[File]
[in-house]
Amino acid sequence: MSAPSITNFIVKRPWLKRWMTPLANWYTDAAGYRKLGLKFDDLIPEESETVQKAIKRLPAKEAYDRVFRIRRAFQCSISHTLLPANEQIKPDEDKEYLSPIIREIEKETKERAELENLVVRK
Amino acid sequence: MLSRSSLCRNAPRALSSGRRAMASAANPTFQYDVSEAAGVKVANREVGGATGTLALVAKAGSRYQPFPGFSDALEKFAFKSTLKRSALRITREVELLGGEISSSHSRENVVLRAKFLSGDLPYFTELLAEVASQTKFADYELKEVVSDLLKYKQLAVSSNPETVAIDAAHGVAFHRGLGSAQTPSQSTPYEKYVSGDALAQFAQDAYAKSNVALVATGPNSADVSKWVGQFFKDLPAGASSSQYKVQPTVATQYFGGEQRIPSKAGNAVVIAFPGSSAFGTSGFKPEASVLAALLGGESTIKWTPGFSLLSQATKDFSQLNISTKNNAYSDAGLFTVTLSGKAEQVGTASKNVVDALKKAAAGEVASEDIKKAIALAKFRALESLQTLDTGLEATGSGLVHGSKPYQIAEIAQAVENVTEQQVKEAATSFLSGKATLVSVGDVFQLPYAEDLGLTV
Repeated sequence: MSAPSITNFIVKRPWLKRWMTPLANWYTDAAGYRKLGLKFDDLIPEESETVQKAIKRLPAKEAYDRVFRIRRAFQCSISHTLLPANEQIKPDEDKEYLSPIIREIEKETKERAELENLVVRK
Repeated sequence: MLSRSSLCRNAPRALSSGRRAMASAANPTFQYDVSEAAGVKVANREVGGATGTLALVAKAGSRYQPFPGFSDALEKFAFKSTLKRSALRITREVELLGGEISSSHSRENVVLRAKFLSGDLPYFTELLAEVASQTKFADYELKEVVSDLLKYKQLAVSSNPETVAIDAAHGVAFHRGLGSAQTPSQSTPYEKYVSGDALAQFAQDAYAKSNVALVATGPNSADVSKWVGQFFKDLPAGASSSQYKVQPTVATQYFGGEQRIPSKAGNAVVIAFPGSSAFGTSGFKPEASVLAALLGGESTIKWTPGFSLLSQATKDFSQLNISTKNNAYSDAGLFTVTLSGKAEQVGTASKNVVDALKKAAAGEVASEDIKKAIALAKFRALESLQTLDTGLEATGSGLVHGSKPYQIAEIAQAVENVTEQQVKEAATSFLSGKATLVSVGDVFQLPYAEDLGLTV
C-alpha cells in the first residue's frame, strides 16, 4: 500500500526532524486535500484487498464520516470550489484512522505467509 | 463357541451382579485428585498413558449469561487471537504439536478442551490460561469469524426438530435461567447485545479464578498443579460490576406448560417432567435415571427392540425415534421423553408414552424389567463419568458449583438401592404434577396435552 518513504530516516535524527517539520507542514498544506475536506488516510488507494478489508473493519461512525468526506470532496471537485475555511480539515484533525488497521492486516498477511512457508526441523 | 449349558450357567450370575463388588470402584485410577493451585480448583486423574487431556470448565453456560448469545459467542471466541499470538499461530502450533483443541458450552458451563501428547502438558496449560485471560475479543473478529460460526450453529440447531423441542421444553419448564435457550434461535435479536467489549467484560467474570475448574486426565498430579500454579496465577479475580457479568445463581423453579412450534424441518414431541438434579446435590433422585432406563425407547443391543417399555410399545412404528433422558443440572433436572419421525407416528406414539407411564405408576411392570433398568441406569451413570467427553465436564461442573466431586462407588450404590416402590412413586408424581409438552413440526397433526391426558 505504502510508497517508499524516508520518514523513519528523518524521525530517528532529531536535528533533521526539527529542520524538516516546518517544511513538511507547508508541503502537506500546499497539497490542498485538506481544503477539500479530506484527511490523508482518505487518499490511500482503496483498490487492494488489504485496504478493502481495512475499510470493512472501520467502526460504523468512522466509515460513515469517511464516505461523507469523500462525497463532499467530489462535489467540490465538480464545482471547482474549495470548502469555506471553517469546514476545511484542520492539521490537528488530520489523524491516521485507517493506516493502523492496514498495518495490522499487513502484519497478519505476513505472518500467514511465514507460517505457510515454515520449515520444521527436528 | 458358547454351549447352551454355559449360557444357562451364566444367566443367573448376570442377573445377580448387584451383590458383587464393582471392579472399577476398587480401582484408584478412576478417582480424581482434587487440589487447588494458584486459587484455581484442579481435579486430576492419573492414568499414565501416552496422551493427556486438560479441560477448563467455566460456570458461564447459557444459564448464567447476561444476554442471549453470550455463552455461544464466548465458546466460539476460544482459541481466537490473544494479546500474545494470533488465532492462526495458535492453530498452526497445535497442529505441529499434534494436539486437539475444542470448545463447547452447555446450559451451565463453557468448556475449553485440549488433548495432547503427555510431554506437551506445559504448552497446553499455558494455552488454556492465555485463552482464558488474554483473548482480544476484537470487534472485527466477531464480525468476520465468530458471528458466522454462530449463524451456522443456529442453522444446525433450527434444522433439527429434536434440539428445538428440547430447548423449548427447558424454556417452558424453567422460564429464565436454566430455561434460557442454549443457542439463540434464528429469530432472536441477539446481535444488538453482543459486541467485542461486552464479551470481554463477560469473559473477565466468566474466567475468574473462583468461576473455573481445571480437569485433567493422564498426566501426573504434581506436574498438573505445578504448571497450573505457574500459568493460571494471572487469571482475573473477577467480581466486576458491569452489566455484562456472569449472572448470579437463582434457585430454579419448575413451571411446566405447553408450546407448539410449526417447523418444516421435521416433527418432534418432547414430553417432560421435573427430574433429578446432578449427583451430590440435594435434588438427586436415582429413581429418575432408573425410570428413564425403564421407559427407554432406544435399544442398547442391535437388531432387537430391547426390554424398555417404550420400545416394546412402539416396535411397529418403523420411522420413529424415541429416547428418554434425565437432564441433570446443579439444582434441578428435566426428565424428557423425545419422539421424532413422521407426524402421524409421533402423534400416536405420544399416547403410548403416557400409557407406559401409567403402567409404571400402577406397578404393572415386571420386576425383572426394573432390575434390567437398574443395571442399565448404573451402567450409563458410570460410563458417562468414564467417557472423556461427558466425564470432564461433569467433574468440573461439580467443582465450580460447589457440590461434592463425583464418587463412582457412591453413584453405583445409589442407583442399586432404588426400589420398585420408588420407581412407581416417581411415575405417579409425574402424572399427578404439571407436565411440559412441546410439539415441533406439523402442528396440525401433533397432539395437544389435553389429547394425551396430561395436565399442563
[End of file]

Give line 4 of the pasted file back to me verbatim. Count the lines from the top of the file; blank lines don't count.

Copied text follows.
Repeated sequence: MSAPSITNFIVKRPWLKRWMTPLANWYTDAAGYRKLGLKFDDLIPEESETVQKAIKRLPAKEAYDRVFRIRRAFQCSISHTLLPANEQIKPDEDKEYLSPIIREIEKETKERAELENLVVRK